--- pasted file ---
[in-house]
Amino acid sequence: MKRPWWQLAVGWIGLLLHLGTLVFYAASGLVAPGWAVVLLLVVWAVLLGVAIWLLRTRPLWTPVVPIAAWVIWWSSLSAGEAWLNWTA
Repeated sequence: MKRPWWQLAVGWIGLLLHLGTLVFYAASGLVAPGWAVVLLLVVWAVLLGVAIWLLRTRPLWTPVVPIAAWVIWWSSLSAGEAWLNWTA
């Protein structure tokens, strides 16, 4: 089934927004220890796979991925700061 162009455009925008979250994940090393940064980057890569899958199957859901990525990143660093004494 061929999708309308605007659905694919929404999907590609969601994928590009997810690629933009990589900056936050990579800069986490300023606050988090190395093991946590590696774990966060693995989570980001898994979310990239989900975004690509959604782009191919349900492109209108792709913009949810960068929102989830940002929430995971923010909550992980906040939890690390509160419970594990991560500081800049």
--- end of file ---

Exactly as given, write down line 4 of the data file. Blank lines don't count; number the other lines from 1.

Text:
């Protein structure tokens, strides 16, 4: 089934927004220890796979991925700061 162009455009925008979250994940090393940064980057890569899958199957859901990525990143660093004494 061929999708309308605007659905694919929404999907590609969601994928590009997810690629933009990589900056936050990579800069986490300023606050988090190395093991946590590696774990966060693995989570980001898994979310990239989900975004690509959604782009191919349900492109209108792709913009949810960068929102989830940002929430995971923010909550992980906040939890690390509160419970594990991560500081800049």